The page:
In 2021, China was the world’s third largest consumer of natural gas, behind the United States and Russia. Natural gas accounted for 8.6% of China’s primary energy use—a much smaller share than the global average of almost 25%. Approximately 6.5% of China’s energy-related CO2 emissions came from natural gas. 1
China’s central government and its state-owned oil and gas companies support the development of China’s domestic natural gas resources. 2 The conversion of coal heating to natural gas is an important part of the government’s strategy for reducing local air pollution in northern China. Natural gas has potential climate benefits if it substitutes for coal and methane emissions are controlled.
Natural gas use in China has grown significantly in recent years. During the 13th Five-Year Plan (FYP) (2015–2020), China’s natural gas use grew by 70%. In 2020, despite the COVID-19 pandemic, natural gas consumption in China grew by 6.9% (three times GDP growth) to reach 328 bcm. 3 In 2021, gas use grew by 12.6% (almost double GDP growth) to reach 372.6 bcm. 4
Figure 12-1: China’s Gas Consumption and Production (2000-2020)
Natural gas is used for many purposes in China. In 2020, the principal uses were for industry (46-47% of total consumption), city gas including residential and transport use (37–38%) and power generation (16%). 6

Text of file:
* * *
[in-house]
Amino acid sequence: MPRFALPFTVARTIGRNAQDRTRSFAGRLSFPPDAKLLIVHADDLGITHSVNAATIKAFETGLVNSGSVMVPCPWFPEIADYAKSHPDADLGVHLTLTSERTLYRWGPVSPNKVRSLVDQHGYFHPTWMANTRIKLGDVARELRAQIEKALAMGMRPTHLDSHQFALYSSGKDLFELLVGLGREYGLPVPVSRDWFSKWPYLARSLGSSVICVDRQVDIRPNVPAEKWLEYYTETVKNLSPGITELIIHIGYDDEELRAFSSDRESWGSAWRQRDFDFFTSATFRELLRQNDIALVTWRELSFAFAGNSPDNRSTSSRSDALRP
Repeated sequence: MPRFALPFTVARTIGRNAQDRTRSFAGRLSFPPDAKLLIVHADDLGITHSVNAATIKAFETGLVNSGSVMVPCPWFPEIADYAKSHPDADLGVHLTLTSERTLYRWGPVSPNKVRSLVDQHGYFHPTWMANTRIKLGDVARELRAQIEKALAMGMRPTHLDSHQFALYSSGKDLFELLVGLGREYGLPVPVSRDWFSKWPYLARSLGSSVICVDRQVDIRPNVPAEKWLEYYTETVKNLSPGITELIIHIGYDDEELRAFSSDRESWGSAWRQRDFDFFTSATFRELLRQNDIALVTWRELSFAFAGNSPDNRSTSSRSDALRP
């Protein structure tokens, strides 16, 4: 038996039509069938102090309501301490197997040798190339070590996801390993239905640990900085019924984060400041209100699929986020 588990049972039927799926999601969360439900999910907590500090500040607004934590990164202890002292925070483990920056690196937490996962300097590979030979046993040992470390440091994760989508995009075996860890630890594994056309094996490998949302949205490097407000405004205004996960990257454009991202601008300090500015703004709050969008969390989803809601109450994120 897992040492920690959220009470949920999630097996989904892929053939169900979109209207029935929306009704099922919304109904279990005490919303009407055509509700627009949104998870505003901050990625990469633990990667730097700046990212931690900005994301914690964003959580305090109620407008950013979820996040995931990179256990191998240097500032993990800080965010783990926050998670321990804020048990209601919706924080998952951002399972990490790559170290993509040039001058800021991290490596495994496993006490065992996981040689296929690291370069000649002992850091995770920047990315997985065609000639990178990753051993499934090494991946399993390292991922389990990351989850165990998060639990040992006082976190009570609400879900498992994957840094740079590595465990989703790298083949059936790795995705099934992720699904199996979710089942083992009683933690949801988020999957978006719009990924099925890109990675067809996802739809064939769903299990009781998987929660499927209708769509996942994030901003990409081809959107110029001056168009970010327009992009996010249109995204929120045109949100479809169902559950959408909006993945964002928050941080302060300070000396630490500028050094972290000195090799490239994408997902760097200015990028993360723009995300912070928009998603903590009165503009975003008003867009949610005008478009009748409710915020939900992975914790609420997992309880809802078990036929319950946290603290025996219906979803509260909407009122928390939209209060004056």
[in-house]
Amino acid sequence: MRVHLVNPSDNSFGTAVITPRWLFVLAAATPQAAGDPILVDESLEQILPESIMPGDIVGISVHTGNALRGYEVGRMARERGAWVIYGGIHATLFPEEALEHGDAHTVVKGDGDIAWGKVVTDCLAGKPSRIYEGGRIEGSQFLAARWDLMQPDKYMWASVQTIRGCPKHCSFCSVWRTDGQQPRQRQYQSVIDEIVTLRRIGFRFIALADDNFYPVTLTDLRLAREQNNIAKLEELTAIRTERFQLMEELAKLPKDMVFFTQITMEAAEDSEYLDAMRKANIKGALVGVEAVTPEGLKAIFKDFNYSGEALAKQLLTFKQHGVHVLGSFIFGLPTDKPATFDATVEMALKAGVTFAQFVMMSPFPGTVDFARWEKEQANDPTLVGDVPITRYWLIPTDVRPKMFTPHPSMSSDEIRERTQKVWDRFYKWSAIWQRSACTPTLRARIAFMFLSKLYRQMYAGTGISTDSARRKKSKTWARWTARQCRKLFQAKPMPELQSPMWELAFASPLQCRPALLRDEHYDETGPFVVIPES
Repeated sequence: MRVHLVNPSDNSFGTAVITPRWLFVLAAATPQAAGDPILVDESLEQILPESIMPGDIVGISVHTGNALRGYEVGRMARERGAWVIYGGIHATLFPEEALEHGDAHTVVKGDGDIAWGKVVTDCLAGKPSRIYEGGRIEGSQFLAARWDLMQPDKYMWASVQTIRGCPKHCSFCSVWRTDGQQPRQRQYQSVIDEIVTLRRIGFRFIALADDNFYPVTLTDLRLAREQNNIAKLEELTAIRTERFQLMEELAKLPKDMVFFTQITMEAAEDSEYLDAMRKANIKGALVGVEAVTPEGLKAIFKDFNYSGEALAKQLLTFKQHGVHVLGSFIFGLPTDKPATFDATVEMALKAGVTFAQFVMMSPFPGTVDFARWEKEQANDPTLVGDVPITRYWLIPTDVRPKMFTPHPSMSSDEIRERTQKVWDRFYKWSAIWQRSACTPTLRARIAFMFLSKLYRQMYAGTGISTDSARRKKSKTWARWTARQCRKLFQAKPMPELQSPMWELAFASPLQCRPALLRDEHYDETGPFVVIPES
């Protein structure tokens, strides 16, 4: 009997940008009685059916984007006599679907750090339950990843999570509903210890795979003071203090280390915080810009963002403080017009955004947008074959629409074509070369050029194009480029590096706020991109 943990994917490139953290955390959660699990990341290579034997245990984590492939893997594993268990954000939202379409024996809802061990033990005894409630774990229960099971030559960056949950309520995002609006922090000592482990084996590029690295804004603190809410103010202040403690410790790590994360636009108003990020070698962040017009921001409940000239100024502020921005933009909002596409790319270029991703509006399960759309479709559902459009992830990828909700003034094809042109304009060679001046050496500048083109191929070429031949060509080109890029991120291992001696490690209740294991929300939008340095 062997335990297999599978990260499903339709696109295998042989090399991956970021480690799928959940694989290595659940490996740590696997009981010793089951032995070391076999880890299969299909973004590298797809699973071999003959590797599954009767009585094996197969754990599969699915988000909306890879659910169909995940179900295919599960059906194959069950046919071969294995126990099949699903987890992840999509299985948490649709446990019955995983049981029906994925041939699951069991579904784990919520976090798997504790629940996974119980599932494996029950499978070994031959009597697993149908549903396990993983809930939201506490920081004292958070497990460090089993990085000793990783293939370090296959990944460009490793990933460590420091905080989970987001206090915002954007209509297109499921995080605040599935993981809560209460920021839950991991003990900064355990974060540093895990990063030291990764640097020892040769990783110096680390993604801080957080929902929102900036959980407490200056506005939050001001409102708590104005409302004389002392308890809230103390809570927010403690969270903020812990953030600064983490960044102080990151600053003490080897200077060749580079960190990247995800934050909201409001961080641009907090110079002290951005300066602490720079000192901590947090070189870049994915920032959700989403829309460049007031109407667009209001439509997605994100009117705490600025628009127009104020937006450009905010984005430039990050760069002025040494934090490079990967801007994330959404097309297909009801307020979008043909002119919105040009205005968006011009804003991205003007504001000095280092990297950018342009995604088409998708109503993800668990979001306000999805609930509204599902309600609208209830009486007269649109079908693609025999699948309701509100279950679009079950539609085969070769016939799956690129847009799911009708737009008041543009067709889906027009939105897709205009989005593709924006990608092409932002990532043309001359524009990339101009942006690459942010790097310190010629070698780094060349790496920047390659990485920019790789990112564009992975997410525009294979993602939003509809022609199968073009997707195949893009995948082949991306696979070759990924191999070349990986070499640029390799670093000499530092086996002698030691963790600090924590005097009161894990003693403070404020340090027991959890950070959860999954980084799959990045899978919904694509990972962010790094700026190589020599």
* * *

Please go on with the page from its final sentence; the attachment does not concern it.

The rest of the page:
The Chinese government promotes natural gas consumption as a means of displacing dispersed coal in industrial, commercial and residential use. 7 But the availability and cost of gas have been limiting factors. In 2017–2018, when the government-mandated coal-to-gas switch in northern China led to price spikes and supply shortfalls, 8 the government amended the policy guidance to allow switching from dispersed coal to coal-powered electric stoves. Coal-to-electricity was also permitted, provided that this eliminated small industrial coal-fired steam boilers. The main policy priority was to reduce pollution from fine particulate matter (PM2.5), not carbon emissions. 9
Gas plays a small role in China’s power sector, accounting for roughly 6% of installed capacity. 10 This is a much smaller share than in the EU or the US, where gas represents over a third of gas in power, but a 72% increase since 2015. 11 While expensive imported gas, costly turbine technology and the lack of fully competitive electricity and carbon markets in China have limited the role of gas in China’s power sector, its use is set to increase in the coming years due to the growing need for power system flexibility and government’s aim to limit the use of coal in the power sector.
China’s natural gas comes from three sources: domestic production, pipeline imports and imports of liquefied natural gas (LNG).
Figure 12-2: China’s Gas Imports by Category (2021)
Historically, most of China’s natural gas has come from domestic production, mainly from conventional wells. In 2020, domestic production reached 192.5 bcm, just shy of the 13th Five-Year Plan target of 207 bcm. 13 At the end of 2021, according to China’s National Bureau of Statistics, domestic output grew further to reach 205 bcm, rising year over year by 8.2%. 14 In the 13th FYP, domestic output rose by close to 60 bcm, from 135 bcm. In the 14th FYP, China is aiming for a more modest increase in domestic production, reaching 230 bcm by 2025.